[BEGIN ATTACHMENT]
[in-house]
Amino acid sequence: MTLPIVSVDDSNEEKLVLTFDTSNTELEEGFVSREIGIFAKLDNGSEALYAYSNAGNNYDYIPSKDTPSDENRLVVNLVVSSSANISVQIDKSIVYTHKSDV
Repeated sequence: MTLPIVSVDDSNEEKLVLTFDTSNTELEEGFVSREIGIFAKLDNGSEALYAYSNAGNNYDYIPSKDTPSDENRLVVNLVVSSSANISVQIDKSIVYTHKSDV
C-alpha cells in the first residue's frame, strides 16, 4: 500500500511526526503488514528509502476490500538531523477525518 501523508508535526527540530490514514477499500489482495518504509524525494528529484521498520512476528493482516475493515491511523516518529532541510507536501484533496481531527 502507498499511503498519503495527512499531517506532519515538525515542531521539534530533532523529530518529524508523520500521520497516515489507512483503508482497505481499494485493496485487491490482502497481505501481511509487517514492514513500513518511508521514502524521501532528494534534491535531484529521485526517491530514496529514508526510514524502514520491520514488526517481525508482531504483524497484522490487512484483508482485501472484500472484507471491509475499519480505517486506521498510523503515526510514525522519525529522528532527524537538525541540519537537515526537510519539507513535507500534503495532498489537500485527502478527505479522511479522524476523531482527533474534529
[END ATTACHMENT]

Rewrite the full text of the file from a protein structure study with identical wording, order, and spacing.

[in-house]
Amino acid sequence: MTLPIVSVDDSNEEKLVLTFDTSNTELEEGFVSREIGIFAKLDNGSEALYAYSNAGNNYDYIPSKDTPSDENRLVVNLVVSSSANISVQIDKSIVYTHKSDV
Repeated sequence: MTLPIVSVDDSNEEKLVLTFDTSNTELEEGFVSREIGIFAKLDNGSEALYAYSNAGNNYDYIPSKDTPSDENRLVVNLVVSSSANISVQIDKSIVYTHKSDV
C-alpha cells in the first residue's frame, strides 16, 4: 500500500511526526503488514528509502476490500538531523477525518 501523508508535526527540530490514514477499500489482495518504509524525494528529484521498520512476528493482516475493515491511523516518529532541510507536501484533496481531527 502507498499511503498519503495527512499531517506532519515538525515542531521539534530533532523529530518529524508523520500521520497516515489507512483503508482497505481499494485493496485487491490482502497481505501481511509487517514492514513500513518511508521514502524521501532528494534534491535531484529521485526517491530514496529514508526510514524502514520491520514488526517481525508482531504483524497484522490487512484483508482485501472484500472484507471491509475499519480505517486506521498510523503515526510514525522519525529522528532527524537538525541540519537537515526537510519539507513535507500534503495532498489537500485527502478527505479522511479522524476523531482527533474534529